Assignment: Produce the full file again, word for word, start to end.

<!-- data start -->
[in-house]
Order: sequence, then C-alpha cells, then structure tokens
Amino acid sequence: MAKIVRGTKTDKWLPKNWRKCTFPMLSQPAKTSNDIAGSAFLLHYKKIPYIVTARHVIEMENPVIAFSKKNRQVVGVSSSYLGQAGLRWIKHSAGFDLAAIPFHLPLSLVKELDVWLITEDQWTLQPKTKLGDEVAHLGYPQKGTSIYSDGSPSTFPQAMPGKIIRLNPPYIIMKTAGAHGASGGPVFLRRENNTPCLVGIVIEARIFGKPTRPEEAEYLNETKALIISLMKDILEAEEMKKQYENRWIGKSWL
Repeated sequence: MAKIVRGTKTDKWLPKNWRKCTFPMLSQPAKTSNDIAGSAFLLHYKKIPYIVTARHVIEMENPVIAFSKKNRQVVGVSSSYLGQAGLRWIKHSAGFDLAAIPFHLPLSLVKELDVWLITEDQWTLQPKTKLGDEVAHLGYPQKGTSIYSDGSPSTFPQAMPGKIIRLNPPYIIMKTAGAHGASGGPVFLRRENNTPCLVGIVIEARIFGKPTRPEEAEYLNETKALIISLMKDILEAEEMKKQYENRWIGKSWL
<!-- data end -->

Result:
[in-house]
Order: sequence, then C-alpha cells, then structure tokens
Amino acid sequence: MAKIVRGTKTDKWLPKNWRKCTFPMLSQPAKTSNDIAGSAFLLHYKKIPYIVTARHVIEMENPVIAFSKKNRQVVGVSSSYLGQAGLRWIKHSAGFDLAAIPFHLPLSLVKELDVWLITEDQWTLQPKTKLGDEVAHLGYPQKGTSIYSDGSPSTFPQAMPGKIIRLNPPYIIMKTAGAHGASGGPVFLRRENNTPCLVGIVIEARIFGKPTRPEEAEYLNETKALIISLMKDILEAEEMKKQYENRWIGKSWL
Repeated sequence: MAKIVRGTKTDKWLPKNWRKCTFPMLSQPAKTSNDIAGSAFLLHYKKIPYIVTARHVIEMENPVIAFSKKNRQVVGVSSSYLGQAGLRWIKHSAGFDLAAIPFHLPLSLVKELDVWLITEDQWTLQPKTKLGDEVAHLGYPQKGTSIYSDGSPSTFPQAMPGKIIRLNPPYIIMKTAGAHGASGGPVFLRRENNTPCLVGIVIEARIFGKPTRPEEAEYLNETKALIISLMKDILEAEEMKKQYENRWIGKSWL